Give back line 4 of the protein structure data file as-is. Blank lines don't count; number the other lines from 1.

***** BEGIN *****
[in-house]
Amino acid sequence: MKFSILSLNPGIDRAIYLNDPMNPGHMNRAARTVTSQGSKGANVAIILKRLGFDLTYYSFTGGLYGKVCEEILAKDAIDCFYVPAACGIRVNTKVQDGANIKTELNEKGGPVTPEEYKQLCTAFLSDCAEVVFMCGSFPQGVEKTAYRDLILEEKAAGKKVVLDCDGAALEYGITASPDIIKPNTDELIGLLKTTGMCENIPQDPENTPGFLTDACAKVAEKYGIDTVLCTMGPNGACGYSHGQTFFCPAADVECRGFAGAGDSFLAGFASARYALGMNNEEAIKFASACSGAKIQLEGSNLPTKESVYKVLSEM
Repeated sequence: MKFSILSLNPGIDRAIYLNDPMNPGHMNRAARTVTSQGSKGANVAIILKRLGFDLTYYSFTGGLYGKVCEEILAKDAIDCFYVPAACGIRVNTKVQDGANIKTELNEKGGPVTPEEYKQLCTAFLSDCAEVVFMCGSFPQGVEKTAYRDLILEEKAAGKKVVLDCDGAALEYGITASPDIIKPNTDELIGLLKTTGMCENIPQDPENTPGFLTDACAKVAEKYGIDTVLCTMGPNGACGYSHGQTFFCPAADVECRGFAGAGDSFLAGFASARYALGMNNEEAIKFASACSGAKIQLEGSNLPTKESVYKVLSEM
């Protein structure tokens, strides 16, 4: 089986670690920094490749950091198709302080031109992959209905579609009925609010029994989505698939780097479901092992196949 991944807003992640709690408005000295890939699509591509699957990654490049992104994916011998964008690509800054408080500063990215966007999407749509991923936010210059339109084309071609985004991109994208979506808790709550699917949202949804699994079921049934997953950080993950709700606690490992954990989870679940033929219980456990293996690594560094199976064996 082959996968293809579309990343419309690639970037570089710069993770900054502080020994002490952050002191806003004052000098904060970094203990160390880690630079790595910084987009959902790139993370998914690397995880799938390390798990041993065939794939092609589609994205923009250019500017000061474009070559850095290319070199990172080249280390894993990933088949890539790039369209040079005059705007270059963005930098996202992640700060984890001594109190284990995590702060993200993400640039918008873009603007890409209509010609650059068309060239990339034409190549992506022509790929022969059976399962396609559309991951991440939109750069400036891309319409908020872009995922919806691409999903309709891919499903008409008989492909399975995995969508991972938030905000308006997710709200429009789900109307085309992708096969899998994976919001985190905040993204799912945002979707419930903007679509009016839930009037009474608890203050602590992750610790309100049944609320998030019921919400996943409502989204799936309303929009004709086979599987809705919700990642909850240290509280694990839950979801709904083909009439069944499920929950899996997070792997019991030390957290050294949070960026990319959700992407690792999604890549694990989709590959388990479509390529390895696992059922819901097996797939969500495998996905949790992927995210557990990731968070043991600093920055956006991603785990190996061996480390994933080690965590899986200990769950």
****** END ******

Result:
């Protein structure tokens, strides 16, 4: 089986670690920094490749950091198709302080031109992959209905579609009925609010029994989505698939780097479901092992196949 991944807003992640709690408005000295890939699509591509699957990654490049992104994916011998964008690509800054408080500063990215966007999407749509991923936010210059339109084309071609985004991109994208979506808790709550699917949202949804699994079921049934997953950080993950709700606690490992954990989870679940033929219980456990293996690594560094199976064996 082959996968293809579309990343419309690639970037570089710069993770900054502080020994002490952050002191806003004052000098904060970094203990160390880690630079790595910084987009959902790139993370998914690397995880799938390390798990041993065939794939092609589609994205923009250019500017000061474009070559850095290319070199990172080249280390894993990933088949890539790039369209040079005059705007270059963005930098996202992640700060984890001594109190284990995590702060993200993400640039918008873009603007890409209509010609650059068309060239990339034409190549992506022509790929022969059976399962396609559309991951991440939109750069400036891309319409908020872009995922919806691409999903309709891919499903008409008989492909399975995995969508991972938030905000308006997710709200429009789900109307085309992708096969899998994976919001985190905040993204799912945002979707419930903007679509009016839930009037009474608890203050602590992750610790309100049944609320998030019921919400996943409502989204799936309303929009004709086979599987809705919700990642909850240290509280694990839950979801709904083909009439069944499920929950899996997070792997019991030390957290050294949070960026990319959700992407690792999604890549694990989709590959388990479509390529390895696992059922819901097996797939969500495998996905949790992927995210557990990731968070043991600093920055956006991603785990190996061996480390994933080690965590899986200990769950």